Microkhan by Brendan I. Koerner

Bulletproof: Jimmy Rasta and the Malaitans

March 3rd, 2010 · 4 Comments


The long spell of political violence that rocked the Solomon Islands last decade, commonly referred to as “The Tensions,” is an episode we know far too little about. We were thus delighted to stumble across this excellent post-mortem from New Zealand’s Sunday Star-Times, which details how the conflict’s aftermath still lingers in a major way. Like much of the best non-fiction, it combines general history with the narrative of a single man: feared warlord Jimmy “Rasta” Lusibaea, who led an ethnic militia called the Malaita Eagles Force. His amazing story includes a snippet that dovetails perfectly with our ongoing Bulletproof Project, in which we’ve been chronicling the demonstrably false claims of mystics that certain rituals, talismans, or beliefs can protect warriors from gunfire. Before picking up arms for the first time, Lusibaea was duped in such a manner:

Before their pacification by Christian missionaries, Solomon Islanders were fearsome headhunters. The people of Malaita, the largest and most influential ethnic group, still hold tightly to many of their old customs. Prior to battle, Lusibaea was beaten and put through the fire as part of traditional rituals of invincibility. “If they fire the rifle, I can dodge the bullet,” he says. “That’s why I’m still alive.”

Despite having committed numerous atrocities during The Tensions, Lusibaea is now a free man—he served just five years in prison for assault, while skating on more serious charges. During his time behind bars, he claimed to rediscover his Christian faith, and has since sought forgiveness from those he wronged—forgiveness that has been heavily ritualized in public ceremonies.

Lusibaea’s redemption arc is actually something we’ve seen before, in the strange case of Joshua Milton Blahyi, better known to the world as General Butt Naked.

(Image of Lusibaea’s baptism via xleetalo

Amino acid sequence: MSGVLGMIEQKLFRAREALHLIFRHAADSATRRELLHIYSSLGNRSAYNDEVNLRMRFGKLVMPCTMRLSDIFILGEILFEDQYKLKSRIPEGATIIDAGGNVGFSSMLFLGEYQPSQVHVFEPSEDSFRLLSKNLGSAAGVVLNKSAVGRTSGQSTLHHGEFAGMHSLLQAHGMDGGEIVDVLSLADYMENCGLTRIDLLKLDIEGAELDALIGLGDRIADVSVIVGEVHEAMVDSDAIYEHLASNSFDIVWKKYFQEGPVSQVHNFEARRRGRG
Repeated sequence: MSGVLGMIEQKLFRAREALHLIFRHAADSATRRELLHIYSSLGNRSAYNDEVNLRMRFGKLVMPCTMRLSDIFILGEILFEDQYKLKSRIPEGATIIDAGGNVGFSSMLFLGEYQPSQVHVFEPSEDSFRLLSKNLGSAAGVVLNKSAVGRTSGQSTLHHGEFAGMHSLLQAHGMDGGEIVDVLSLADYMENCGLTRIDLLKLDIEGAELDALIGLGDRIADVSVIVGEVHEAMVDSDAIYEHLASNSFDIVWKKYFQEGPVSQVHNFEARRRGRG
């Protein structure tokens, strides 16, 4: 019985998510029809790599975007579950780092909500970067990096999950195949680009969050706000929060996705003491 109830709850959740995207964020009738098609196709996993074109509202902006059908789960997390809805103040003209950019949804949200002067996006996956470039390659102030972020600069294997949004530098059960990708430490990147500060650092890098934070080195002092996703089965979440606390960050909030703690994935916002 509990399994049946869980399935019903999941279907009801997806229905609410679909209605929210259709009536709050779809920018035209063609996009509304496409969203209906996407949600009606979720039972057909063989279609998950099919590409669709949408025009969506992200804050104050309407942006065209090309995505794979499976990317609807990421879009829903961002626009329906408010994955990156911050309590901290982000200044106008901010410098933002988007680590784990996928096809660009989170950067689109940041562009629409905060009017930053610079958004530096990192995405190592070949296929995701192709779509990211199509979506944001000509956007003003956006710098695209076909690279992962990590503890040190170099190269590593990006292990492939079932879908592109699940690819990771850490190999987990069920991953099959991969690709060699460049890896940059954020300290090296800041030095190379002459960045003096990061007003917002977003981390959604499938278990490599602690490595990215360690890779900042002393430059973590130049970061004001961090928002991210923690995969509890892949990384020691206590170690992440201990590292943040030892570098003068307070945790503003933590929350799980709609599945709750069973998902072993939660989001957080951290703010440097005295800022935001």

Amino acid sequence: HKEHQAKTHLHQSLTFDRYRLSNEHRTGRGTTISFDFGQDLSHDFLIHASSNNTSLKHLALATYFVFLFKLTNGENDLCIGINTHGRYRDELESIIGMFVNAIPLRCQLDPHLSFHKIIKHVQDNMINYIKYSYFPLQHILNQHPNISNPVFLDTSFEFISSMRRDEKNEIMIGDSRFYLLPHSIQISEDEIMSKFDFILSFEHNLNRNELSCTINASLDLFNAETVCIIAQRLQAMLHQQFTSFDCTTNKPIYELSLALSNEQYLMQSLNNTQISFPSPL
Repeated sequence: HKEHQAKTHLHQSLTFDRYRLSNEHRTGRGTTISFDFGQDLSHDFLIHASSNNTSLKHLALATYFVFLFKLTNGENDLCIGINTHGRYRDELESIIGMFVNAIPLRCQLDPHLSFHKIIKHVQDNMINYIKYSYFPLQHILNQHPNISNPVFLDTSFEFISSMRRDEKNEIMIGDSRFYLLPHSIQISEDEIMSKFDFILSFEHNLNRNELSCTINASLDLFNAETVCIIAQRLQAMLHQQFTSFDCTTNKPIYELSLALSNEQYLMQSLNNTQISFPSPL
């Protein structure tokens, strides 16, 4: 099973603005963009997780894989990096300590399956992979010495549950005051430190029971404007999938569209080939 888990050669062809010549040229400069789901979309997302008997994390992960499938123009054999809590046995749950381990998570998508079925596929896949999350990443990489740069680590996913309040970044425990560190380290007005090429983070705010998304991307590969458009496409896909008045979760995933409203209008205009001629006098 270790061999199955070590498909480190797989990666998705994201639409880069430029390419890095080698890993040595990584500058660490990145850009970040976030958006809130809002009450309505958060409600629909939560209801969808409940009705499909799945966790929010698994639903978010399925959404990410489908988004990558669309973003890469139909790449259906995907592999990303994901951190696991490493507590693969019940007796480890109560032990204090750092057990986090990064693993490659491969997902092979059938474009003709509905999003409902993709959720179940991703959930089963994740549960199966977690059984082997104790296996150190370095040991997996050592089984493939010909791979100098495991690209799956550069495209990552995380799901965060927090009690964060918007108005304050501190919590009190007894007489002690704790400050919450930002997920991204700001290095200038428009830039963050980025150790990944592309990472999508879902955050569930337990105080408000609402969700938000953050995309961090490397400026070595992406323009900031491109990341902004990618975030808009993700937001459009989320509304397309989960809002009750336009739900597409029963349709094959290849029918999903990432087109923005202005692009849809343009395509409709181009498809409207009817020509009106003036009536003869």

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4 Comments so far ↓

  • Bobby

    I was actually thinking about your bulletproof project the other day when reading Jon Lee Anderson’s Che biography for a project I’m working on. When Che got to the Congo in ’64 or ’65, a lieutenant colonel of the rebels told him that they didn’t have to worry about enemy airplanes because they had dawa, a potion that would protect them from harm. Check p. 641 if y’re interested.

  • Brendan I. Koerner

    @Bobby: Thanks for the great rec. Claiming that magic can provide protection against bombs takes the whole fallacious enterprise to Phase Two.

    Big Anderson fan. Need to read that Che bio one of these days. He’s one of those historical characters about whom I know far too little, despite all the pop-cult adoration.

  • Bobby

    You can imagine Che wasn’t to happy to hear that his comrades-in-arms were relying on witchcraft.

    I only read the back half of JLA’s book, but that part is good and, as the blurbs will remind you, very thorough (read: long).

    For a long time the adoration kept me away. It seemed to me a kind of college-leftie-kitsch. But for all his mistakes–and there were many–Che seems to have been a pretty remarkable specimen of humanity.

  • Teach a Man to Fish

    […] last time that Microkhan checked in with Jimmy “Rasta” Lusibaea, he had just found the Lord after a lifetime of sin. The […]

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